5 Ways Franchisees Can Protect Their Business Interests
A longtime franchisee lawyer explains how franchisees can best protect their business interests.
Buying a franchise from a large corporate parent should be a friendly transaction -- everybody at the table wants your business to succeed. But when plunking down your life savings and all the money you can borrow on a franchise business, you still need to look out for your interests, says J. Michael Dady, founding partner of Dady & Gardner, a firm specializing in franchise law.
"There's an inherent conflict between franchisors and franchisees," Dady says. "Franchisors care about top-line revenues; franchisees care about bottom-line cash flows." In other words, franchisors' royalties are based on a franchise's gross revenue, not profit. So franchisors are always looking for ways to pump up top-line revenue -- sometimes, franchisees claim, at the expense of individual franchisees' cash flow. (Subway, for example, recently reintroduced the $5 Footlong promotion; Dady now represents franchisees who say the low-cost meal cuts too hard into their margins. In cases like these, franchisors often respond that the lower costs lead to higher volume, and that both sides will make more money overall.)
After more than 40 years of experience representing franchisees, Dady has seen his fair share of relationships go south. His advice to would-be franchisees: Get good financial and legal advice up front, do your homework before you sign anything and ask the tough questions before getting into an agreement. "You should have a better reason for buying a franchise than the fact that you like a company's sandwiches," he says.
Here are five big things he says every franchisee should consider before signing a contract.
1. Negotiate the long term.
Many franchisees assume they can operate as long as they're meeting performance criteria, but that might not be the case. "A lot of agreements have end dates that have to be negotiated at the end of 10 or 20 years," he says. "If you want to continue, you have to do it on less favorable terms."
2. Clear the way for a sale.
At some point, a franchisee may want to sell. Some brands try to secure a right of first refusal -- that is, the brand itself has the first shot at buying back the unit. Dady says he fights for clients to get contracts free of this condition, which can diminish the sale value.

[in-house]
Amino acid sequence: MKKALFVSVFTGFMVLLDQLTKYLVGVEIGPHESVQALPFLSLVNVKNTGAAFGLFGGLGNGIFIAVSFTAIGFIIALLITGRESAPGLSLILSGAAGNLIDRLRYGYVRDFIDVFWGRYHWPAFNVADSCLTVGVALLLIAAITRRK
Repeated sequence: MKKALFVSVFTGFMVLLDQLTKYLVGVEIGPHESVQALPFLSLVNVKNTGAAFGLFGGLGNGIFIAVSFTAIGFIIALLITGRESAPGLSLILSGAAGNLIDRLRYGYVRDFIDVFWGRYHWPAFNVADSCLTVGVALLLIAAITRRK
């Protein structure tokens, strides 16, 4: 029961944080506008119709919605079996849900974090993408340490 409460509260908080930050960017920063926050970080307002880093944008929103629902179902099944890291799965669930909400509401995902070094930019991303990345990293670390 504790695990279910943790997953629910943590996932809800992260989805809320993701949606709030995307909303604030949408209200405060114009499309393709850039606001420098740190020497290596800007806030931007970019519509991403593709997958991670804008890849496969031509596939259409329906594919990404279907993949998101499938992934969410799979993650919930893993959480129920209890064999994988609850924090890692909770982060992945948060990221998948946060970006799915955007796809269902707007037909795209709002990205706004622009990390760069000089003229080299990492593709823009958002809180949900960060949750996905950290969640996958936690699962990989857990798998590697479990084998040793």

3. Have an exit plan.
If a franchisee is losing money five years into a 20-year contract, they may want to sell. But many contracts prevent it, and suing for the right to close can leave franchisees on the hook for years of future royalties. Says Dady: Fight for early-out rights.
4. Protect your territory.
Competition doesn't come just from other companies; sometimes two franchisees from the same brand may end up eating each other's lunch. Dady says potential franchisees should always ask, "Do we have appropriate territorial protection?" That question extends beyond physical stores, too. In 2000, for example, Dady's firm successfully argued a case against Drug Emporium on behalf of franchisees who claimed the parent company was encroaching on their territory with online sales.
5. Find your support system.
"Certain states have good franchise relationship statutes, and franchisees have more rights in those states," Dady says. But the legal landscape is ever-changing, as are standard franchise contracts. That's why, in recent years, professional associations representing dealers and franchisees have multiplied. "They have common interests, so they can look out for each other," he says. Dady says entrepreneurs should get in touch with one before they become franchisees.
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